Nick Denton's Gawker Media embodies the blogosphere's curious position as unfiltered aggregator of truth and unchecked court jester. REVIEWniverse has taken the company's principal domain, Gawker.com, to task in the past for the relatively victimless distinction of boasting less-than-credible musical taste. But yesterday, Denton and his new editor-in-chief, muckraking former Deadspin Editor A.J. Daulerio, imposed a substandard of poor journalism when they posted NBC Nightly News anchor Brian Williams' personal e-mail to Denton without consent. 

By now, you've all read that Williams wrote Denton on Sunday to join the chorus of boos hurled at last weekend's maligned SNL performer, pixie chanteusse Lana Del Rey. It was an informal, clearly personal and off-the-record correspondence in which Williams lamented that Del Rey was "the least-experienced musical guest in the show's history" and good-naturedly bemoaned that "it was a fallow holiday period for those of us who check your shit 10 times a day by iphone [sic]." And you also know that Daulerio, after what we presume was much discussion with Denton and Gawker staff, posted the e-mail verbatim on their site the following afternoon. Lastly, you've heard or seen that NBC PR (no doubt unhappy about the cross-contimination within their brand) sent Gawker a stern but reasonable demand to remove the item, and Daulerio merely updated his original story by making that correspondence public as well.

Frankly, this reeks more of Daulerio's recklessness than Denton's salacious tendencies. Either way, the gauntlet has been laid. It's clear that for Gawker (and as they go, so do countless apers), no friendship or set of basic personal or journalistic principles will stand between them and a childish impulse to determine what qualifies as "news," deliver it with irresponsible whim and no discernable point of view, and let others sort out the consequences and implications while they calculate Web traffic and turn it into liquid ad-revenue gold.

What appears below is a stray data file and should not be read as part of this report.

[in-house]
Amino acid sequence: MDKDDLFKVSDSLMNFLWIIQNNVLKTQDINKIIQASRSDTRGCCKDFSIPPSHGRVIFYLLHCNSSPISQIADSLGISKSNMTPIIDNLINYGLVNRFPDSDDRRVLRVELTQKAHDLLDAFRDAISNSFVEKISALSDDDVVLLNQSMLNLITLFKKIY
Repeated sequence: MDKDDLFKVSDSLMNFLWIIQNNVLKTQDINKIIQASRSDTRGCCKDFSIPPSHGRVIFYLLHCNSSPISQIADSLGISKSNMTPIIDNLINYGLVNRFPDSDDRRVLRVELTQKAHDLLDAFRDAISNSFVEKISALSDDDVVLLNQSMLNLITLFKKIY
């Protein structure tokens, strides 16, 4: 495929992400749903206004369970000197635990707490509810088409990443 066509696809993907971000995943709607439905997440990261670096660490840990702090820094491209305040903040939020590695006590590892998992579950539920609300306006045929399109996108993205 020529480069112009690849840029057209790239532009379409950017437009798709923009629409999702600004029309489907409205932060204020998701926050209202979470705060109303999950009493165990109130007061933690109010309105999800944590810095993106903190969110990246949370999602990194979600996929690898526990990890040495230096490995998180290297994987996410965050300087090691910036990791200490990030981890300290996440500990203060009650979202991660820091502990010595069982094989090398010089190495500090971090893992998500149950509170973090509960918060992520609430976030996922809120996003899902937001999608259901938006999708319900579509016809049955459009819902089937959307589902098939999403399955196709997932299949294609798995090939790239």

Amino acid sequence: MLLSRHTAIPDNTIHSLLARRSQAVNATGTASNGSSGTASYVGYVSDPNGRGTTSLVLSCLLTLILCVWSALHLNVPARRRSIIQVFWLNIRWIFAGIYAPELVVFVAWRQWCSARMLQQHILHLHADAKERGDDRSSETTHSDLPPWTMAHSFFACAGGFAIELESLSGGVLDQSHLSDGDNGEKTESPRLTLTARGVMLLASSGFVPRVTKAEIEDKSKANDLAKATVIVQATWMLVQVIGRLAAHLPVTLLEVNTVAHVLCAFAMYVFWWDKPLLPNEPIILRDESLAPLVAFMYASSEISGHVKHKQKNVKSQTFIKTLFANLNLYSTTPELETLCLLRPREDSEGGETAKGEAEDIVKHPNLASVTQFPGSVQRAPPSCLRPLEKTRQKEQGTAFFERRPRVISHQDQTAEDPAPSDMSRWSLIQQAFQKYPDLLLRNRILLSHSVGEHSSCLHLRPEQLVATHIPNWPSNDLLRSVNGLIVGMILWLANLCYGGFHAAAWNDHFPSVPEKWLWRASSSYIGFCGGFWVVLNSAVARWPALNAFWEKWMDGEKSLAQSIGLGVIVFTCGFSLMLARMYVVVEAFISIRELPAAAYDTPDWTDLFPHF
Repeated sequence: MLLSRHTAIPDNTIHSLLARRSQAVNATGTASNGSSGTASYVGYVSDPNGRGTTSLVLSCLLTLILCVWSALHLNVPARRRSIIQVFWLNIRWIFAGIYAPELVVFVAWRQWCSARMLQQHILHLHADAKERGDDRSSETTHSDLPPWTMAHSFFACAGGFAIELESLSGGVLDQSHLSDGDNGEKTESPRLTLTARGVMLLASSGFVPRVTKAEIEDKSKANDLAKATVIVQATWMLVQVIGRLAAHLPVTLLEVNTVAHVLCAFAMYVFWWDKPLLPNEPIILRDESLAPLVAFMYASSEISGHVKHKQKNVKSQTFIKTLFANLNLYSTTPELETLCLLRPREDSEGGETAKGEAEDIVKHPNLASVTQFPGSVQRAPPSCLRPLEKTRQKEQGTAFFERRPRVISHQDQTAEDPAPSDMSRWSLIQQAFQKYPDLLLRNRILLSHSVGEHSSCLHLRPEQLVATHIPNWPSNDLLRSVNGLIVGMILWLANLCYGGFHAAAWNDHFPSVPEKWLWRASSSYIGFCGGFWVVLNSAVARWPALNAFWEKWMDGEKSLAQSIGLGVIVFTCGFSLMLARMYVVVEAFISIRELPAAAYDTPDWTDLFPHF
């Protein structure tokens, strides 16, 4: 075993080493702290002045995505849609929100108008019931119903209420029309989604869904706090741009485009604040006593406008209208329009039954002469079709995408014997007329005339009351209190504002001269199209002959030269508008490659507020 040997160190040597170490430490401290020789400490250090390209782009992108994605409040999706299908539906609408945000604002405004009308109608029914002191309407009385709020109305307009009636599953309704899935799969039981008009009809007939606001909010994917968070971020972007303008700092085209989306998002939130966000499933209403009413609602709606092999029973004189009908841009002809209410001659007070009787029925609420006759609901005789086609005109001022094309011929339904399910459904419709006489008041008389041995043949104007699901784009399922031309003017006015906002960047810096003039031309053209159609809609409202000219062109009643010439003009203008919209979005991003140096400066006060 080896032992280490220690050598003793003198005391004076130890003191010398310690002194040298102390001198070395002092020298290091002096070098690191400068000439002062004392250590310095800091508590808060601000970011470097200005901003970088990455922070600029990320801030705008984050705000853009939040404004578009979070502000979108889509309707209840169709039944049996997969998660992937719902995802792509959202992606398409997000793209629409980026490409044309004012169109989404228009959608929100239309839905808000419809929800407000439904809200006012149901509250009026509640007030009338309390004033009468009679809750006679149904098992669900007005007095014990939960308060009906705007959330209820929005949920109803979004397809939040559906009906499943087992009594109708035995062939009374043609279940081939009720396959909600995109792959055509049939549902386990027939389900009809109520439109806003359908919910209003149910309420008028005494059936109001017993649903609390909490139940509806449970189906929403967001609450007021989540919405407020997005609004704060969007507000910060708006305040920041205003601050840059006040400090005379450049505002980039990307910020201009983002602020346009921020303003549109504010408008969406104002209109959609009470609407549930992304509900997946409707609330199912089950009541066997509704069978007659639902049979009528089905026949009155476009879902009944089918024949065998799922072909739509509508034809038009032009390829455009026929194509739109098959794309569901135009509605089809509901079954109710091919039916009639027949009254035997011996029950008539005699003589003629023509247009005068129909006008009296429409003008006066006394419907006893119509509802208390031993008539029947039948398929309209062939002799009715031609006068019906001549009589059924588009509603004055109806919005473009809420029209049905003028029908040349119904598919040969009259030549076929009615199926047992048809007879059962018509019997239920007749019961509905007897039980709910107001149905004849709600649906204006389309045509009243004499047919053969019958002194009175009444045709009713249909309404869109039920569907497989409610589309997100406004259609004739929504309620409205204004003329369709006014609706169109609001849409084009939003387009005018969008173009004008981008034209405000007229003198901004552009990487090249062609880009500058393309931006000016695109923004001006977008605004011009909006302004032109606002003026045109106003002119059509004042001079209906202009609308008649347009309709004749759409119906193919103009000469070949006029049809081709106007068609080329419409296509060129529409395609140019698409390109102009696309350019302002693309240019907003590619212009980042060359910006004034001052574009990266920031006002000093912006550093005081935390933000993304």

For any of us who've ever worked in a real newsroom or, as consumers, are simply adapting to the digital information age with a bit of blind faith, it's impossible to fathom that Denton and Daulerio's story could be planted with total transparency from the inside. It's depressing to consider the breakdown of accountability within an organization that, like it or not, influences more readers on an average afternoon than most major newspapers even reach in a week.

Gawker may have caught Williams in an untenable position by putting him at odds with his employing network, but something tells us we haven't heard the final word on all this. In journalism and in life, corrupting privacy and closely held relationships can have short-term gains, but almost always precipitates an eventual collapse of relevance and character. Daulerio better realize he's playing with the big boys now, because Denton's just a careless schoolyard bully.

 

IN OTHER WORDS: There has to be some kind of bar before it can be lowered.

DENTON AND DAULERIO RATING: 0/10

WE STILL LOVE BRIAN WILLIAMS RATING: 10/10

NO COMMENT ON LANA DEL REY BECAUSE THIS SITE'S EDITORS HAVE WILDLY DISSENTING OPINIONS RATING: We'll Publish Our Private E-mails About It Later/10